Takeda Pharmaceutical Co. failed to classify “non-hospitalized or non-fatal” congestive heart failure cases associated with its type 2 diabetes drug Actos as “serious” and purposefully did not alert the Food and Drug Administration (FDA) about these cases as all drug makers are required to do, a former Takeda medical reviewer claimed in a lawsuit recently unsealed.
Helen Ge’s lawsuit claims Takeda covered up reports of the adverse events it received because it didn’t want news of serious health concerns to hurt the drug’s growing profits. She also alleges that Takeda tried to show that Actos was safer than GlaxoSmithKline’s type 2 diabetes drug Avandia, which came under federal review because of reports linking it to fatal heart attacks.
As Takeda moved to take sales away from GlaxoSmithKline’s Avandia, it was also downplaying data from studies that showed Actos was linked to bladder cancer, Ge’s lawsuit claims.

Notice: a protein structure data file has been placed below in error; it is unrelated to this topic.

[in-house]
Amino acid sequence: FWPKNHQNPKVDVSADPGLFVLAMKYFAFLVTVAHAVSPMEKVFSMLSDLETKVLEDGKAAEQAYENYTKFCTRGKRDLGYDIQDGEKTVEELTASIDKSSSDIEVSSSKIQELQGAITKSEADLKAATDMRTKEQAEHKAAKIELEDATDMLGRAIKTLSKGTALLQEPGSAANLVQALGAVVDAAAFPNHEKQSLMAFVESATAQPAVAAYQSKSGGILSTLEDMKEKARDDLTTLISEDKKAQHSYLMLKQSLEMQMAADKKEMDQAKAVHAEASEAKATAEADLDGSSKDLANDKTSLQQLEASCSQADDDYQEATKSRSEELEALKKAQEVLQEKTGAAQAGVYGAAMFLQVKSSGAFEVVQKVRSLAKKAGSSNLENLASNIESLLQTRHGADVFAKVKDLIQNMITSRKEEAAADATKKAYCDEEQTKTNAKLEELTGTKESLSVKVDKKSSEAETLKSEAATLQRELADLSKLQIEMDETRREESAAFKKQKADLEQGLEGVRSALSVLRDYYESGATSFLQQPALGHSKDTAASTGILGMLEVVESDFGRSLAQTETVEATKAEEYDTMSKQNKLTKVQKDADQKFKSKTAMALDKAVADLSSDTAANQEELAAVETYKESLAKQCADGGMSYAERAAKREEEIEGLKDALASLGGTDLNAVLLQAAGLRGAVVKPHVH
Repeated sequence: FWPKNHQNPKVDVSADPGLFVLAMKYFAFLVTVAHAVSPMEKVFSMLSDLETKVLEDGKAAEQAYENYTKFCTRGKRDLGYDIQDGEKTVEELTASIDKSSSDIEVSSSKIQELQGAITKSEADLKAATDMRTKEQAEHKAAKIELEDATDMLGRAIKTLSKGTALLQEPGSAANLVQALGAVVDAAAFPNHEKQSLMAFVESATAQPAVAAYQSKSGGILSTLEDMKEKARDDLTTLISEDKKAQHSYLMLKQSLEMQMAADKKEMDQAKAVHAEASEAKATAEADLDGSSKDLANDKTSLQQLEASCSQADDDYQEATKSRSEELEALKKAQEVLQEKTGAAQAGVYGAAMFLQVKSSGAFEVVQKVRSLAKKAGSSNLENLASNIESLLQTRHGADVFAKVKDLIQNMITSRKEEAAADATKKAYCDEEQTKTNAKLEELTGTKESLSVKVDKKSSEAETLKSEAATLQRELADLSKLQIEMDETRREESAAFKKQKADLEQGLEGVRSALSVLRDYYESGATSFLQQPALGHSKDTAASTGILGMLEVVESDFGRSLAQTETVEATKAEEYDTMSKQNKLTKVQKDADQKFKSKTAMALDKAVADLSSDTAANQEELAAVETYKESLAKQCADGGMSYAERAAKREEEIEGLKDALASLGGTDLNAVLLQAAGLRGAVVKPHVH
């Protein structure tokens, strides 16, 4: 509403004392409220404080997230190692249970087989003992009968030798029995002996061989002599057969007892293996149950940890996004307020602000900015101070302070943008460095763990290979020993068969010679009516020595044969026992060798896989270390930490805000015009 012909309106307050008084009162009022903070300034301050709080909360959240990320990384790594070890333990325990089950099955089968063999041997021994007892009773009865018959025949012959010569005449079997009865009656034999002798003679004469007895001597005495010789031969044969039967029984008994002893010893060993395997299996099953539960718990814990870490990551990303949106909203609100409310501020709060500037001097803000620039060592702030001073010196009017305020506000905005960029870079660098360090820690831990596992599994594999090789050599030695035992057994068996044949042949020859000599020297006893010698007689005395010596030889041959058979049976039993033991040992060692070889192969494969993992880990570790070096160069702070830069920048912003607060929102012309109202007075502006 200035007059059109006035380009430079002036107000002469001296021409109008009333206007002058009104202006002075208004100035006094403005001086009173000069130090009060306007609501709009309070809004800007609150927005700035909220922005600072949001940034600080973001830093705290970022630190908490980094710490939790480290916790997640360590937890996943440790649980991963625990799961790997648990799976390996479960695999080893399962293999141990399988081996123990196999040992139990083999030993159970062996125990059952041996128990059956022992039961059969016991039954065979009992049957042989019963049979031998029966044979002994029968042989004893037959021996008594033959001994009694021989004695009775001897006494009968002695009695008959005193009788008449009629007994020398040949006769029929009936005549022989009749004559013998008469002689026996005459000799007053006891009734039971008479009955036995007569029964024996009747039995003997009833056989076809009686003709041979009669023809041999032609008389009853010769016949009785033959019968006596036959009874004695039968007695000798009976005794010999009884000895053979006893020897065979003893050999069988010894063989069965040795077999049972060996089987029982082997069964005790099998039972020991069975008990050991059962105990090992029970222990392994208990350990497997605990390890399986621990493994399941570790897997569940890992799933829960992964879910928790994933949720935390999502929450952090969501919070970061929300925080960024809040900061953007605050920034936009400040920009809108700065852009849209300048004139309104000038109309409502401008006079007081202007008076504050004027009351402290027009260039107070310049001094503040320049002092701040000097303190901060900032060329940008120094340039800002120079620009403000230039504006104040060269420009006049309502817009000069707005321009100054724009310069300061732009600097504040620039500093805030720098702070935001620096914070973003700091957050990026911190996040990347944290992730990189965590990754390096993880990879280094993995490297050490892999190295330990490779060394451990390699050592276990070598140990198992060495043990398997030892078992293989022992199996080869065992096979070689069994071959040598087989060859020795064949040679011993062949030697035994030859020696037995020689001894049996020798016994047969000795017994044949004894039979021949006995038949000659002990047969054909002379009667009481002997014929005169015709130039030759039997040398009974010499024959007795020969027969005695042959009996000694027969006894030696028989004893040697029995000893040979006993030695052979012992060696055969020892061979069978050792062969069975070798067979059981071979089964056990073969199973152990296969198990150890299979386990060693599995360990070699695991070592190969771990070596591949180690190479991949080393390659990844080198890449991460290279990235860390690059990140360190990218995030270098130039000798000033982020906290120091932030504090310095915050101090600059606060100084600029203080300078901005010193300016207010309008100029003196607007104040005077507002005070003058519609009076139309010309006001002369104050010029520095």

In 2007, the FDA ordered Takeda and GlaxoSmithKline to put stronger warnings on their drugs’ labels about the risk of congestive heart failure. Last year, the FDA severely restricted use of Avandia based on reports of heart attacks in patients who used the drug. Months later, the FDA issued a separate warning for Actos and the risk of bladder cancer.
Ge is suing Takeda under the federal False Claims Act and similar state statutes, and seeks to recover damages on behalf of governments. She would be entitled to 15 to 30 percent of any recovery.